Convinced me that, other than a few nice tweaks to email, there is nothing here to warrant an upgrade. All this social integration is just nonsense. Too bad OS X is starting to become more about play than productivity, just like iOS.

  3. d morgan says

    when they fix all the flaming problems with os x in general it might be worth it, upgraded several machines to lion from snow leopard, they’re now so slow and mail fails horribly to the extent where Im gonna have to go in and do clean installs and re-setups on the machines, as the machines are practically unusable on 10.7.4 by the users, compared to how they were in snow leopard, os x is getting worse in my opinion as an operating system from a support perspective. The “the next os upgrade will solve all your problems” marketing mantra doesn’t wash I doubt the problems are fixed in mountain lion.

  4. Chandra says

    I can give you 3 reasons why this update is totally useless for me. It broke Google Chrome browser which I love to use. I get “Aw Snap” messages since I upgraded on about half of the sites. Either they purposefully broke Google Chrome or Chrome folks haven’t been smart to upgrade.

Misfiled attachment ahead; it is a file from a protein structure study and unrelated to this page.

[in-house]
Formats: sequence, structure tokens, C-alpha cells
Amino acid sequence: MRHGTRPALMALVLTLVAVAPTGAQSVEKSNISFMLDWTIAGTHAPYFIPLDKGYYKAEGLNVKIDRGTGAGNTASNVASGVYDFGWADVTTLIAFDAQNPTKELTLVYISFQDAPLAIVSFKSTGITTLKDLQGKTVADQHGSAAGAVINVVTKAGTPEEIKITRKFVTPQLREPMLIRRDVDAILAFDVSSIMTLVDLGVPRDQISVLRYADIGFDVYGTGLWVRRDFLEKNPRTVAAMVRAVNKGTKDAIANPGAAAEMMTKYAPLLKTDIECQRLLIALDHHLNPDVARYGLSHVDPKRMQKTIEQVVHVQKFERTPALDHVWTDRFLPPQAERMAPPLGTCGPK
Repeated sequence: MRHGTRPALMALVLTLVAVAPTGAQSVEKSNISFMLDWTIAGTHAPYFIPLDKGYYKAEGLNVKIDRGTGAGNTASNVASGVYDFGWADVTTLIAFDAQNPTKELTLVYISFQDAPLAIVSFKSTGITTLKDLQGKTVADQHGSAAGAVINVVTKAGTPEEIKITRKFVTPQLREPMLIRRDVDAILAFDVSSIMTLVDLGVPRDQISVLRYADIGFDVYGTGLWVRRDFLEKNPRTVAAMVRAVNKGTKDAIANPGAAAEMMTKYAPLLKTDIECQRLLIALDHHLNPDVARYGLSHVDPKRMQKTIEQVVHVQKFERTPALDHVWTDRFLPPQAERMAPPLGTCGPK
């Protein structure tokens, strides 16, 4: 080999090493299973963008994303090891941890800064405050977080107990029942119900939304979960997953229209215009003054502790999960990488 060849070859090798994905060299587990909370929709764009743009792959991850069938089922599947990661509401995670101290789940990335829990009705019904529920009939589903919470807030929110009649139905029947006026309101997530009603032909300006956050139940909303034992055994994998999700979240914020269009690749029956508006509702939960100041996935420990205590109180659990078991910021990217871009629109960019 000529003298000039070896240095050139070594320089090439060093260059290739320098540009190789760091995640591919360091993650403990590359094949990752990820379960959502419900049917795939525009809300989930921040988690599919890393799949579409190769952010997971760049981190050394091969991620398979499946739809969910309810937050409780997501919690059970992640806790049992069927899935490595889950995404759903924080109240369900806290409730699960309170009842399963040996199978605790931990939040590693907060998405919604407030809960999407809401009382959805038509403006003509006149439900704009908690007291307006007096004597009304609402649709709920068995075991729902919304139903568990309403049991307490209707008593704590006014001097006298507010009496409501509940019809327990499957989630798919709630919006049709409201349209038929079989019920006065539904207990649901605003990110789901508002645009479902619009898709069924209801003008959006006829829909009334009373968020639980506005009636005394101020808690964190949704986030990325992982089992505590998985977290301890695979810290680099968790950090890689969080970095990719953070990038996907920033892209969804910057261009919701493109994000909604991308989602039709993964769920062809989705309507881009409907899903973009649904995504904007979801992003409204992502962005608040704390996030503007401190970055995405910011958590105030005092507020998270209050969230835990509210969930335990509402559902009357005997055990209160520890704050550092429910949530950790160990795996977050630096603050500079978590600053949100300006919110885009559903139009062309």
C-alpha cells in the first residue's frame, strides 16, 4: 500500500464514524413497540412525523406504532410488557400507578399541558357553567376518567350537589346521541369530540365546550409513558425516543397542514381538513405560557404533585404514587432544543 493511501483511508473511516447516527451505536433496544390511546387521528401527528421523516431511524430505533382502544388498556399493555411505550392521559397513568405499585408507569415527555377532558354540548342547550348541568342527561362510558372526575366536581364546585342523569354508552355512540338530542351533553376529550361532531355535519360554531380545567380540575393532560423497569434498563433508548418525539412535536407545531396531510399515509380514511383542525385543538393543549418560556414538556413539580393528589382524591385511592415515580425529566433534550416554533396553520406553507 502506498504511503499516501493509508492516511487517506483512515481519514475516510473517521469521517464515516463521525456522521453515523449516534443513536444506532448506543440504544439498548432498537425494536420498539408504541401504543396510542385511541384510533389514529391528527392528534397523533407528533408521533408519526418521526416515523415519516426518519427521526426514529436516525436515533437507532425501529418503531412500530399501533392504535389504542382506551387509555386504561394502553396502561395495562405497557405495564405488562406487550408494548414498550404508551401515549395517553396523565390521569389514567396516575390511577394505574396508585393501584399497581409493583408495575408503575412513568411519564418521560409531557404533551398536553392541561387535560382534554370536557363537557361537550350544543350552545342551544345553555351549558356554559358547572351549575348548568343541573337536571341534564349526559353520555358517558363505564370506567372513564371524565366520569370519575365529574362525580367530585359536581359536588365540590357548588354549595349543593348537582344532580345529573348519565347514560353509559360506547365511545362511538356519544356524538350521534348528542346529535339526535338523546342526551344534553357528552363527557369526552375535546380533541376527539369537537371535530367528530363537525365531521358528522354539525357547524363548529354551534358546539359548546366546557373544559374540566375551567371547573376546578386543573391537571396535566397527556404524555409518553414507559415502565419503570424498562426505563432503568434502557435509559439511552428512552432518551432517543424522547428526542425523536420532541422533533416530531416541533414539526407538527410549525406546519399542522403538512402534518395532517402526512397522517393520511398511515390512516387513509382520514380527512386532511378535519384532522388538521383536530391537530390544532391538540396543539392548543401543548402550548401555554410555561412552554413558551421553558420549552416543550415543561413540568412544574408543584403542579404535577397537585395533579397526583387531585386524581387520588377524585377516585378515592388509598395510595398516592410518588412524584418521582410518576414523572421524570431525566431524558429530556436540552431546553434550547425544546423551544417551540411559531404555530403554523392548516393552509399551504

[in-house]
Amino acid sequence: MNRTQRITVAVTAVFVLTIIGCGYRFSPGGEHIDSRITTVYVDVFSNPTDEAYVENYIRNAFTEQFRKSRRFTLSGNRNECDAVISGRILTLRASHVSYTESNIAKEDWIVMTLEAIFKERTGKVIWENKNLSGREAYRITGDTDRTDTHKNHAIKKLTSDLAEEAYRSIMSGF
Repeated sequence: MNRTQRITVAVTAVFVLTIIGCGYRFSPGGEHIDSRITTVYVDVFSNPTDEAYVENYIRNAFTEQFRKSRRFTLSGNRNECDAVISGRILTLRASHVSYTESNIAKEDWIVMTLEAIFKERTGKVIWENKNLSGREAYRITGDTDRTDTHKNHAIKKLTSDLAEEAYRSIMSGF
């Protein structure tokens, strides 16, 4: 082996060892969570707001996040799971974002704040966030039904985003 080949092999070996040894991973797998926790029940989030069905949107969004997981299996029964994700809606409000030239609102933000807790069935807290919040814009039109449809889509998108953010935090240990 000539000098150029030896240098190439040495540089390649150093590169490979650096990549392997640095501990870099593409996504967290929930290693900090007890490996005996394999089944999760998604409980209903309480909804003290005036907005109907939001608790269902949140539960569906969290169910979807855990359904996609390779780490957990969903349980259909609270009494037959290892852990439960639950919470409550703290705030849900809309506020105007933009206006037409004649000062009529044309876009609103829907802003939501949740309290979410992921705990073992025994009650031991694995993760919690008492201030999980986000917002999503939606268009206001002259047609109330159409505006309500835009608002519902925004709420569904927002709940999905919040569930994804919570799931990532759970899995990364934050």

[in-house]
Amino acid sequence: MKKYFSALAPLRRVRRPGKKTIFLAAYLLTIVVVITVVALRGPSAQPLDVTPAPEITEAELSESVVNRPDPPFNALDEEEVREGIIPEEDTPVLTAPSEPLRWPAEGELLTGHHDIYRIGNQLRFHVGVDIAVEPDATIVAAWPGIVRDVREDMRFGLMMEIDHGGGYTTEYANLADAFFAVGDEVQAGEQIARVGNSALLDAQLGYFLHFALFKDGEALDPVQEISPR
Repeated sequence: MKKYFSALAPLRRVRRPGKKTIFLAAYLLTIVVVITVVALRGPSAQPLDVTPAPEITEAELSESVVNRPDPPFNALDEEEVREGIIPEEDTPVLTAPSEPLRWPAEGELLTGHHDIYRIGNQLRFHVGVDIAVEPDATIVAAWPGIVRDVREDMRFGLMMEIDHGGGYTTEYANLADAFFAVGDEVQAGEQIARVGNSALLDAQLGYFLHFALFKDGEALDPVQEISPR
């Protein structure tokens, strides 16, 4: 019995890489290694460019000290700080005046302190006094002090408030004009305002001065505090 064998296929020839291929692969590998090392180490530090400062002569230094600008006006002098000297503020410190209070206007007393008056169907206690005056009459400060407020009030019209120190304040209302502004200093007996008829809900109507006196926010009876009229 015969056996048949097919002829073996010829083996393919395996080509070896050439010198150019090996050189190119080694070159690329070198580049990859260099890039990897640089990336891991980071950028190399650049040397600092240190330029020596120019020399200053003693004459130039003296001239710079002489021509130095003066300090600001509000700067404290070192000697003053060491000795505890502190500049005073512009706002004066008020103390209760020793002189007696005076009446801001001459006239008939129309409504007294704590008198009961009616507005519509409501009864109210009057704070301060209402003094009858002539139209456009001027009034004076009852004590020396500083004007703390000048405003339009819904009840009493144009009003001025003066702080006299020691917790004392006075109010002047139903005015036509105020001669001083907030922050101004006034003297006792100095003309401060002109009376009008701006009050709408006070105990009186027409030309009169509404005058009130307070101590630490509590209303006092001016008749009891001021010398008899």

2. Google Docs does not work well, either in Safari or Chrome on Mountain lion. Especially if you have to type non english characters. Chrome just crashes and Safari freezes.

    3. Battery life on Mountain lion sucks. My Mac Book pro (2009 summer)’s battery life literally reduced to half the time. I don’t even get full 2hours after the upgrade. Mountain Lion is turning out to be Apple’s equivalent of Microsoft Vista.

    4. If you upgraded using App store, there is no going back unless you took timemachine copies or backed up your $30 copy of lion. The app store does not let you download Lion again because you are on “more recent OS” – what a lame excuse.

  5. flowwiththeblood says

    not worth $20, these features should have been included on lion (some even already there and apple just rename the things)

  6. Alex says

    Rather disappointing. Most of these aren’t new concepts, they’re just rehashed crap that already exists? I’m worried that Apple is fast becoming the new Microsoft. I think I’ll wait till they move onto another OSX animal thanks.

  7. Ali says

    Looks good. Just a question, can I stream my Macbook Pro to my TV that doesn’t have Apple TV on it?

  8. Mike Schneider says

    Requiring a sign-in Apple ID to even apply updates to the operating system is the death-knell for Apple — it’s finally drank the Kool-Aid of high-octane money-grubbing, and placed itself into the Microsoft camp of no-pay-no-play.

    Ten years from now, Ubuntu will own the entire world while Apple and Microsoft fade into obscurity.

  9. Keri says

    So really this is a useless update unless you are able to drop $800 to get an ipad and iphone just to synch them together with your mac..